Contemporary urban planning actively seeks to discourage personal car use and promote public transport, cycling and walkability, particularly in inner city areas. Councils have approved higher density residential developments with reduced parking rates where developers have successfully argued the residents living close to their workplace are less likely to own a car. Several developments in Melbourne and Sydney have even incorporated car sharing schemes. Student accommodation is another example of this trend. There are instances where parking spaces are provided for non-residents such as in a mixed use development however planning scheme codes require separation from safe and secure parking areas for residents and other building users for privacy and security reasons. These spaces cater for the expected traffic generation of the non- residential use and there are rarely situations were there would be an over-supply of car parks that could potentially be rented out.

Here on the Sunshine Coast, (where car is King), Council is considering an application in Mooloolaba with both resident and public parking. Interestingly the public car park will be controlled by Council; see Cumming, Stuart “Massive new hotel, retail and car park development for tourist strip”, Sunshine Coast Daily, 12 December 2017. Even if you did not need, or would not breach, a development approval for your ‘car park sharing’ there are other real risks for owners thinking of renting out their car park. By-law 6 of the schedule 4 by- laws in the Body Corporate and Community Management Act 1997 provides that an occupier of a Lot must take reasonable steps to ensure that the occupier’s invitees do not behave in a way that is likely to interfere with the peaceful enjoyment of another Lot or the common property. At the very least this would mean that the car park tenant must be briefed about the rest of the by- laws for the scheme (for example as to noise, security arrangements and the like) and the owner of the car park has some way of supervising the tenant. In a well drafted set of by-laws an owner hiring out their car park who does not adequately supervise their invitee will end up being in breach of the by-laws. As a result that owner could ultimately end up being liable for prosecution and even a fine.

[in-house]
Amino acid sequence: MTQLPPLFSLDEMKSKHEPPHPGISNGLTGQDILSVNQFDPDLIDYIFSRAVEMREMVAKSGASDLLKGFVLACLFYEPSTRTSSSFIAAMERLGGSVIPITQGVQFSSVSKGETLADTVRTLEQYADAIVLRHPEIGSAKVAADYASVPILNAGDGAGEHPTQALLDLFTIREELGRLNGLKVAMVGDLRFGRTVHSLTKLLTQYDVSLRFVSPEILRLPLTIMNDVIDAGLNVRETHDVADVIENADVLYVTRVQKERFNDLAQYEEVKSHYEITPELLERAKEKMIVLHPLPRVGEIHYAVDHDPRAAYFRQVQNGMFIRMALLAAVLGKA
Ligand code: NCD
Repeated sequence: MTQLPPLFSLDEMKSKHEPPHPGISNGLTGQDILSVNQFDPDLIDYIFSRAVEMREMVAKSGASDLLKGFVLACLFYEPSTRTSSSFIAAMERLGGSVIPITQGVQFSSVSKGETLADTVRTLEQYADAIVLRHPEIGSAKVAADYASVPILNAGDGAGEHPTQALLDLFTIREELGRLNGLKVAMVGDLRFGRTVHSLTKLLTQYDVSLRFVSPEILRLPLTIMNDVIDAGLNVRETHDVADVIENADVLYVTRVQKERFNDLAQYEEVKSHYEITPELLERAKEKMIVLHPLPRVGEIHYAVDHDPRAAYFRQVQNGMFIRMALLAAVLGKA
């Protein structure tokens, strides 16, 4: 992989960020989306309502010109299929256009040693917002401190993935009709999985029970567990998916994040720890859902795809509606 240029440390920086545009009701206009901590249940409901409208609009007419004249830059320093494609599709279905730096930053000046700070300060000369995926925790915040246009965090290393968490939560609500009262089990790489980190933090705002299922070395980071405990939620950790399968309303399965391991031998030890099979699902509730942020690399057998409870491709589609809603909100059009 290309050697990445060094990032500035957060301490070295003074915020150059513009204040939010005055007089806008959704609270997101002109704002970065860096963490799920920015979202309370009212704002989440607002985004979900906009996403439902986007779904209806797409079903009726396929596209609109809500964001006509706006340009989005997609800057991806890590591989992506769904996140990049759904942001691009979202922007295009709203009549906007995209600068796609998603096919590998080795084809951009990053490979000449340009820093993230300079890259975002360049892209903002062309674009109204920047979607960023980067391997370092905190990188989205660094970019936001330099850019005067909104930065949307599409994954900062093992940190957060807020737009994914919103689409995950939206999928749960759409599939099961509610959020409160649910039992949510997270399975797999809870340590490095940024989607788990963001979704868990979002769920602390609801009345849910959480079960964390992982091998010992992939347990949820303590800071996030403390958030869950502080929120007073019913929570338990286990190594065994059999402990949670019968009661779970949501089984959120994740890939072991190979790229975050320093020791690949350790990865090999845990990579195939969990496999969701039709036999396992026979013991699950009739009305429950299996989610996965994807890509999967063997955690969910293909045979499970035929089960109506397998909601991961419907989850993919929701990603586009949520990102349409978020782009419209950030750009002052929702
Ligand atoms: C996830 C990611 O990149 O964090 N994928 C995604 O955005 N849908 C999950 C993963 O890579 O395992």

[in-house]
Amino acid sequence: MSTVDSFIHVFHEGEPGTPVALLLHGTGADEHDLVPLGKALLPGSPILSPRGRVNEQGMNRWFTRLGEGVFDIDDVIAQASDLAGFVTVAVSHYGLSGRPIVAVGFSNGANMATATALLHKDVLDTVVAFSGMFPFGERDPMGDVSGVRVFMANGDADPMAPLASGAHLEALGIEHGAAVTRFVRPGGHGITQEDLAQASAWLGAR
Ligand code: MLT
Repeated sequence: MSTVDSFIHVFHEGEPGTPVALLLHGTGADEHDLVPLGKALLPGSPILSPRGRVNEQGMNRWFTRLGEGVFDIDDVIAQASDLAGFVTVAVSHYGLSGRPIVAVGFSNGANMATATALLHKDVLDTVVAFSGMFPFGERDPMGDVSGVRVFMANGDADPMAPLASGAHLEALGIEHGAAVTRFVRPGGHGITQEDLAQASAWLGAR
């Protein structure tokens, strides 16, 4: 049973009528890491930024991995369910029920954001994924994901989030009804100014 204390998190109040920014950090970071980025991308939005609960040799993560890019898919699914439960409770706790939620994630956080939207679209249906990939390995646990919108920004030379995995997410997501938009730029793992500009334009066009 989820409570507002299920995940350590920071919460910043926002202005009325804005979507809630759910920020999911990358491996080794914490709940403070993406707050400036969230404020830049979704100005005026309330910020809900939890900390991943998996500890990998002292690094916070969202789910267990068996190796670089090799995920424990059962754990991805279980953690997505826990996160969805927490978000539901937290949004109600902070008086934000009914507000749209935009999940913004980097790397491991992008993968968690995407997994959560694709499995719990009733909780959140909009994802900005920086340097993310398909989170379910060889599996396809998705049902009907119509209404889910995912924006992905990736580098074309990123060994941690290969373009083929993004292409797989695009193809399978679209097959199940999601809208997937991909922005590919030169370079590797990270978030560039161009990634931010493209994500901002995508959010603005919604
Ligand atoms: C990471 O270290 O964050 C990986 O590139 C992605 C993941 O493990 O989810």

Even if there is no current by-law dealing with the hire of car parks, it is understandable that Bodies Corporate would introduce them. Why? Because a “secure” car parking area with an entry gate and pass keys becomes a lot less secure when one owner is handing out pass keys and access codes to enable their car parking tenant into the building! If you are thinking of renting out your car park then stop to consider these and any other issues that may be relevant to your scheme. If you are a committee member and you are worried that your private car park will soon become a public one, then contact Stratum Legal Pty Ltd. They can help you develop and implement a plan to deal with the issue.